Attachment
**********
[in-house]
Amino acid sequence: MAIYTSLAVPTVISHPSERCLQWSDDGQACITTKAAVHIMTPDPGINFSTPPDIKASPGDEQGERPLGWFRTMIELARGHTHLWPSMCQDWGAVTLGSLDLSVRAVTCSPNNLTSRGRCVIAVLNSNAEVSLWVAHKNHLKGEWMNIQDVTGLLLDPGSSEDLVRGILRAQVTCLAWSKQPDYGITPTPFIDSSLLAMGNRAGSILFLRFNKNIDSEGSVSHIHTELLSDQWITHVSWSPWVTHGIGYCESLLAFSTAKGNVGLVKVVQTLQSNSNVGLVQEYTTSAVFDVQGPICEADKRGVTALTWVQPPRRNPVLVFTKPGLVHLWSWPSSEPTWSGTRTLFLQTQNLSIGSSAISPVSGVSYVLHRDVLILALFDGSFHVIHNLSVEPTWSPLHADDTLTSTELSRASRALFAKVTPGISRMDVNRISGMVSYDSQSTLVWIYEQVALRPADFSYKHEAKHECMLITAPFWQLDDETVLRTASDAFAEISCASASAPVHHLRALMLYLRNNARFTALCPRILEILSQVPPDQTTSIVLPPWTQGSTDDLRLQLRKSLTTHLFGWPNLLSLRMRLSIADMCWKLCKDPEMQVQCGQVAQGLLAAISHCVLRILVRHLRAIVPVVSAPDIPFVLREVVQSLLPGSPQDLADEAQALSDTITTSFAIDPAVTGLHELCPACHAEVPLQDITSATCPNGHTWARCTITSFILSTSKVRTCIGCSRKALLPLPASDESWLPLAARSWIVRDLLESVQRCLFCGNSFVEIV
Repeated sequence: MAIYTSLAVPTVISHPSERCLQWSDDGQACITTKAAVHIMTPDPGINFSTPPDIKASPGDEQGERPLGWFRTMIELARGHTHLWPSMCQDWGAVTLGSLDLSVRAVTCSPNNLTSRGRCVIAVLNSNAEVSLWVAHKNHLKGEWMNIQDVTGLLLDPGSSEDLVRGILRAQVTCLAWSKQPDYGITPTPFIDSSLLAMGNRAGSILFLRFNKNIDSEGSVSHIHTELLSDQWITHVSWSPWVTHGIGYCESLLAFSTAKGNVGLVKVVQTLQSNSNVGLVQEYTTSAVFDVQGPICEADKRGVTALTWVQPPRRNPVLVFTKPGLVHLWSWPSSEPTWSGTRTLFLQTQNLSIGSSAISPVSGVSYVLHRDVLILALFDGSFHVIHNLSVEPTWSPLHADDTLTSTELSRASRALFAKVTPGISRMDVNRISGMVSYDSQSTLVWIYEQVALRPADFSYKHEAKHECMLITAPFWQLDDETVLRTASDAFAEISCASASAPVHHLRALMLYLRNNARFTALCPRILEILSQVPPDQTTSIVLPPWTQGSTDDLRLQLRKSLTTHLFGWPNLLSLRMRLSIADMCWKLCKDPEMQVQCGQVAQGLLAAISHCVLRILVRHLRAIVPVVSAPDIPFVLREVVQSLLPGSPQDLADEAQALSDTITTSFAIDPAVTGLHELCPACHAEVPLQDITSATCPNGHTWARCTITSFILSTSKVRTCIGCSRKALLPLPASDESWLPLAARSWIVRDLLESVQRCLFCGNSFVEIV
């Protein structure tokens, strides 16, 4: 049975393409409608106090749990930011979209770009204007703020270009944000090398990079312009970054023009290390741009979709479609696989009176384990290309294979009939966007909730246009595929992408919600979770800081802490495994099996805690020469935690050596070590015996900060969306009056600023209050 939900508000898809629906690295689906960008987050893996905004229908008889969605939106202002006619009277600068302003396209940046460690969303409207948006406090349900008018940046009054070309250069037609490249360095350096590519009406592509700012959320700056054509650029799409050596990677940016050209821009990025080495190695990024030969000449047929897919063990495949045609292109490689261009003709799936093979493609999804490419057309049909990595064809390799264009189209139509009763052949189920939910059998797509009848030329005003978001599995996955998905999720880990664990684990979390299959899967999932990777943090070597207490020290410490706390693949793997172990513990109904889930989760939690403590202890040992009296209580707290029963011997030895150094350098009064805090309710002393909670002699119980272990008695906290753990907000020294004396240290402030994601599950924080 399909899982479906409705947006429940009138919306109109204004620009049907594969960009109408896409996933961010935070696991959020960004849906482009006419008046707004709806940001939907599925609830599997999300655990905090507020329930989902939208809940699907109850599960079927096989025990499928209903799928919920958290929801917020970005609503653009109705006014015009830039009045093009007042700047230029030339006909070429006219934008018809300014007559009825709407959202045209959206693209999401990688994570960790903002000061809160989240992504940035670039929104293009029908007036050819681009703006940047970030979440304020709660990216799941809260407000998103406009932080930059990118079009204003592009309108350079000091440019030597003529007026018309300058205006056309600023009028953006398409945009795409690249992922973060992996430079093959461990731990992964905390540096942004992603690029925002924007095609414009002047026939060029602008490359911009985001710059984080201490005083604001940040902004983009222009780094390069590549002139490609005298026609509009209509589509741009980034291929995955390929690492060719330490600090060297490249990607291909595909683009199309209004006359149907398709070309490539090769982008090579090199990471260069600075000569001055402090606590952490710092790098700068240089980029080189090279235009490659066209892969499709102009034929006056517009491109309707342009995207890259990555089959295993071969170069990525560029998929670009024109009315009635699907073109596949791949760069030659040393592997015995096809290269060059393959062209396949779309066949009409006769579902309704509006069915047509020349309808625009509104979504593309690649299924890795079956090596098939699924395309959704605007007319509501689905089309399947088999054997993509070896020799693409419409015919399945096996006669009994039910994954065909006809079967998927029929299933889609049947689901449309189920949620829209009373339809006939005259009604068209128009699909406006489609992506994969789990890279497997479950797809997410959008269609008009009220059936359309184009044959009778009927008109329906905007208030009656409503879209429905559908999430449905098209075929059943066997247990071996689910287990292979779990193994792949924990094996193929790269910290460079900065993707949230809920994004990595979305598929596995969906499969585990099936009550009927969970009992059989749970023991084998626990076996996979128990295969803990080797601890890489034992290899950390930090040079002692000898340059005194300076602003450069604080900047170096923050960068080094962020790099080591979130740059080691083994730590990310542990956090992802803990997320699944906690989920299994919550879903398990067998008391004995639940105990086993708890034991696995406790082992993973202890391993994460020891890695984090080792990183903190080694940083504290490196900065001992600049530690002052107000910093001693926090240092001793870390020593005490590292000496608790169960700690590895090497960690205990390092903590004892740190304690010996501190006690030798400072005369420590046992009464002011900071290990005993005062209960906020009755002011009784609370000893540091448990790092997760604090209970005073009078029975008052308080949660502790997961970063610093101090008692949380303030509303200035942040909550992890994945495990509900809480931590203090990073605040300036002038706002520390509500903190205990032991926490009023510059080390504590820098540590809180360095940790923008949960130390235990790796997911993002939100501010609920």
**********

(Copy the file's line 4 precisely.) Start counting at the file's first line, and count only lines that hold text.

């Protein structure tokens, strides 16, 4: 049975393409409608106090749990930011979209770009204007703020270009944000090398990079312009970054023009290390741009979709479609696989009176384990290309294979009939966007909730246009595929992408919600979770800081802490495994099996805690020469935690050596070590015996900060969306009056600023209050 939900508000898809629906690295689906960008987050893996905004229908008889969605939106202002006619009277600068302003396209940046460690969303409207948006406090349900008018940046009054070309250069037609490249360095350096590519009406592509700012959320700056054509650029799409050596990677940016050209821009990025080495190695990024030969000449047929897919063990495949045609292109490689261009003709799936093979493609999804490419057309049909990595064809390799264009189209139509009763052949189920939910059998797509009848030329005003978001599995996955998905999720880990664990684990979390299959899967999932990777943090070597207490020290410490706390693949793997172990513990109904889930989760939690403590202890040992009296209580707290029963011997030895150094350098009064805090309710002393909670002699119980272990008695906290753990907000020294004396240290402030994601599950924080 399909899982479906409705947006429940009138919306109109204004620009049907594969960009109408896409996933961010935070696991959020960004849906482009006419008046707004709806940001939907599925609830599997999300655990905090507020329930989902939208809940699907109850599960079927096989025990499928209903799928919920958290929801917020970005609503653009109705006014015009830039009045093009007042700047230029030339006909070429006219934008018809300014007559009825709407959202045209959206693209999401990688994570960790903002000061809160989240992504940035670039929104293009029908007036050819681009703006940047970030979440304020709660990216799941809260407000998103406009932080930059990118079009204003592009309108350079000091440019030597003529007026018309300058205006056309600023009028953006398409945009795409690249992922973060992996430079093959461990731990992964905390540096942004992603690029925002924007095609414009002047026939060029602008490359911009985001710059984080201490005083604001940040902004983009222009780094390069590549002139490609005298026609509009209509589509741009980034291929995955390929690492060719330490600090060297490249990607291909595909683009199309209004006359149907398709070309490539090769982008090579090199990471260069600075000569001055402090606590952490710092790098700068240089980029080189090279235009490659066209892969499709102009034929006056517009491109309707342009995207890259990555089959295993071969170069990525560029998929670009024109009315009635699907073109596949791949760069030659040393592997015995096809290269060059393959062209396949779309066949009409006769579902309704509006069915047509020349309808625009509104979504593309690649299924890795079956090596098939699924395309959704605007007319509501689905089309399947088999054997993509070896020799693409419409015919399945096996006669009994039910994954065909006809079967998927029929299933889609049947689901449309189920949620829209009373339809006939005259009604068209128009699909406006489609992506994969789990890279497997479950797809997410959008269609008009009220059936359309184009044959009778009927008109329906905007208030009656409503879209429905559908999430449905098209075929059943066997247990071996689910287990292979779990193994792949924990094996193929790269910290460079900065993707949230809920994004990595979305598929596995969906499969585990099936009550009927969970009992059989749970023991084998626990076996996979128990295969803990080797601890890489034992290899950390930090040079002692000898340059005194300076602003450069604080900047170096923050960068080094962020790099080591979130740059080691083994730590990310542990956090992802803990997320699944906690989920299994919550879903398990067998008391004995639940105990086993708890034991696995406790082992993973202890391993994460020891890695984090080792990183903190080694940083504290490196900065001992600049530690002052107000910093001693926090240092001793870390020593005490590292000496608790169960700690590895090497960690205990390092903590004892740190304690010996501190006690030798400072005369420590046992009464002011900071290990005993005062209960906020009755002011009784609370000893540091448990790092997760604090209970005073009078029975008052308080949660502790997961970063610093101090008692949380303030509303200035942040909550992890994945495990509900809480931590203090990073605040300036002038706002520390509500903190205990032991926490009023510059080390504590820098540590809180360095940790923008949960130390235990790796997911993002939100501010609920």